CCP often goes to great lengths to keep news of items that will greatly impact the market a secret from players. With shield slaves, the developers have an additional reason for secrecy. Some null security organizations, particularly Test Alliance Please Ignore and, to a lesser extent, The Imperium, will benefit greatly with the introduction of shield slave implants to the game. The two organizations bought in heavily to the use of shield-tanked titans which will benefit greatly from the new implants.

Expect to see pilots from both Legacy Coalition and The Imperium to blanket low sec in search of the new implants for their titan pilots. Fortunately for TEST, they abandoned their nascent war against Dead Coalition last week and can focus their full attention on the strategic goal of improving their supercapital fleet. Expect lots of traffic from null sec pilots roaming low security space looking for PvE action over the next two weeks.

Wednesday, January 15, 2020


I should feel pretty good right now. I had to renew my passport and I got my new one two weeks faster than expected. I've booked my flight & hotel room and have my ticket to Fanfest in April. On the computer class front, I finished up for the semester and I can start the next class on the 28th. Final Fantasy is also going well, apart from guild drama that saw everyone but 4 characters kicked from the free company, myself included.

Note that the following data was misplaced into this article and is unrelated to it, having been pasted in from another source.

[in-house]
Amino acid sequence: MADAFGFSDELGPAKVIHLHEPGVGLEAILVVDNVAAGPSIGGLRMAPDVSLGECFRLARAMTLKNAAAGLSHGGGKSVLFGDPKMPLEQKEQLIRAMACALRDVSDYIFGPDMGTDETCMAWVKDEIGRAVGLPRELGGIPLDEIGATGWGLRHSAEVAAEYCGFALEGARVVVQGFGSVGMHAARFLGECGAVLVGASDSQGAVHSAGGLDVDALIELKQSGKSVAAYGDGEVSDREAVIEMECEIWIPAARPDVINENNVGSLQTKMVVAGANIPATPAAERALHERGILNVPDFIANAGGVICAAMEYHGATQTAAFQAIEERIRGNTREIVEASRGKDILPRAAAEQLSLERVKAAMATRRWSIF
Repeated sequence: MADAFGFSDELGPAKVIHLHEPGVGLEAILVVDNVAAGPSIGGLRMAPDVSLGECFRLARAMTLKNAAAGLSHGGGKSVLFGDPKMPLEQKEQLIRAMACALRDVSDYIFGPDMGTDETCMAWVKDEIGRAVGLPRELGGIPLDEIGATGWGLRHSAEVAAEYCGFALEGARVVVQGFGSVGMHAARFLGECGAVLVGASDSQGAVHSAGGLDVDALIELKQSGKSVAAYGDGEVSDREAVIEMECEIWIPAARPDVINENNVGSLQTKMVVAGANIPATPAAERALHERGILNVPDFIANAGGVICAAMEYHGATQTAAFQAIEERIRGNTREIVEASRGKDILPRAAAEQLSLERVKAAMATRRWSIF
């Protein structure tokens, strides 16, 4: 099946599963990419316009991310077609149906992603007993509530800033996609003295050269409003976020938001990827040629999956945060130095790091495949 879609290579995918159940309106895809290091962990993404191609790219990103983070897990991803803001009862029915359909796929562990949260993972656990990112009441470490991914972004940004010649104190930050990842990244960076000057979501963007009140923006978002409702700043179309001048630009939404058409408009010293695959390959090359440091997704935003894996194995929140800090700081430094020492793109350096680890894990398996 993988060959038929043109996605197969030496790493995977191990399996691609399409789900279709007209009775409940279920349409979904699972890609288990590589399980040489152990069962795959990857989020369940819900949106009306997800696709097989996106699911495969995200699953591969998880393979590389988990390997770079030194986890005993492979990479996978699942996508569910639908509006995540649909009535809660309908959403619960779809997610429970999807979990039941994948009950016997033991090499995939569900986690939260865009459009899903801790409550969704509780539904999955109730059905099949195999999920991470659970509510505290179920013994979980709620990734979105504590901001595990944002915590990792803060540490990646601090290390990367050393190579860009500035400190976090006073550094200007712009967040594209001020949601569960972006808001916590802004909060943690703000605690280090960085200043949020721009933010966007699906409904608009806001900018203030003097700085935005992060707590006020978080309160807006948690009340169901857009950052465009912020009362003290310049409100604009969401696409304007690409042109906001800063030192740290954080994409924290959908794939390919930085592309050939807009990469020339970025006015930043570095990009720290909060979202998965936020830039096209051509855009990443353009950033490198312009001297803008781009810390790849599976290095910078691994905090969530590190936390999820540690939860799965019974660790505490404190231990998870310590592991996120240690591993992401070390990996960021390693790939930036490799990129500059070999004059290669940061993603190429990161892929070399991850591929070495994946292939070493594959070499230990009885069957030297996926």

The one nagging issue is EVE Online. When I checked the markets just now, I saw the volume of PLEX sold yesterday dipped back under 1 million, with only 993,993 sold on 2007 orders. We'll need to see if the down numbers from the last few days are due to DDoS attacks or if the trend will continue.

What really has me bugged, though, is the messaging to the players. In the aftermath of Hurricane Hilmar, players complained about the uncertainty of what CCP planned for the future. Or other words, they wanted a glimpse of CCP's vision for the game. Or, in other words, a road map. Don't all companies have them?

What CCP unveiled at EVE Vegas was probably the minimum needed to quell talk that EVE is either in, or about to enter, maintenance mode. During the keynote, CCP Burger got up on stage and laid out the advance information CCP would give players. At the beginning of the fiscal quarter, the developers would give the theme of the quarter along with information on the releases planned over the next three months. CCP would also announce the name of the theme for the following quarter. Attendees of the convention also were told the name of the theme of the first quarter of 2020: Fight or Flight.